Blow Molding

This is the primary processing technique used to fabricate hollow plastic objects, particularly bottles, which do not need a very uniform distribution of wall thickness. It is a secondary shaping technique that inflates the preprocessed plastic (usually extruded) against the inside walls of the mold with a blow pin. In addition to extrusion blow molding, injection blow molding and stretch blow molding are commonly employed. With most polymers, especially when the product size is

Empty mold

Empty mold

Plastic tube extruded

Mold closes

Cold air injected

Mold opens

Figure 2.15. Blow molding of plastic bottle.

Mold closes

Cold air injected

Mold opens

Figure 2.15. Blow molding of plastic bottle.

large, extrusion blow molding is used; while injection blow molding is typically used with smaller products with no handleware. Semicrystalline materials that are difficult to blow are molded by stretch blow molding. Common resins such as PVC, PS, PP, LDPE, HDPE, and PET are blow molded routinely. Figure 2.15 illustrates the steps involved in extrusion blow molding.

In extrusion blow molding, the most common blow-molding process, an extruder is used to produce a thick-walled plastic tube called the parison. The parison is extruded directly into a water-cooled cavity mold, which is then closed, and air injected through the top or the neck of the container. The softened polymer in the parison inflates against the wall of the mold, which cools the melt and solidifies it into the mold shape. The mold opens and the part is removed and deflashed to remove any excess plastic. While the wall thickness of the parison itself is uniform, that of the product formed (a bottle) will not be uniform because of its different geometry. This variation in wall thickness needs to be taken into account when designing products intended for blow molding. In this processing cycle most of the time is spent on cooling the mold. Therefore, it is usual to have several molds set up on a rotating table that takes up sections of parison from a single continuous extruder to optimize the process.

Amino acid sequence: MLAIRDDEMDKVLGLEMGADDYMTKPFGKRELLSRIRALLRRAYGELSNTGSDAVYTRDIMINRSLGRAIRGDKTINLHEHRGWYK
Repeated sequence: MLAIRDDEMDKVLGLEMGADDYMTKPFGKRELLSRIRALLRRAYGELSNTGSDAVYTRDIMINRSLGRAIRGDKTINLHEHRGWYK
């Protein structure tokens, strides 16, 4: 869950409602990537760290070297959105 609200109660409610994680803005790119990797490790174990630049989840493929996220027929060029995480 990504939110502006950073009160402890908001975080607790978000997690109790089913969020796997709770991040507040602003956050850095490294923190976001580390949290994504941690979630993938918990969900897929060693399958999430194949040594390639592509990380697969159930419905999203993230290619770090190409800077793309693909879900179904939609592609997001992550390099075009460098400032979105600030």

In injection blow molding, an injection-molding machine replaces the extruder. In the first stage a parison with the threads of the finished bottle molded in is injection molded onto a core element. The injected parison core is then carried to the next station on the machine, where it is blown up into the finished container as in the extrusion blow-molding process above. In some instances the parison might be stretched inside the mold to obtain a biaxially oriented plastic product. As the parison is injection molded, there is good control of the weight of the final product in this type of blow molding.

In stretch blow molding (for resins such as PET used in soda bottles) an injection-molded preform (usually obtained from a separate specialized vendor) is used. The preform is loaded into a simple machine that heats it to soften the plastic and stretches it inside the mold to shape the plastic into a bottle.

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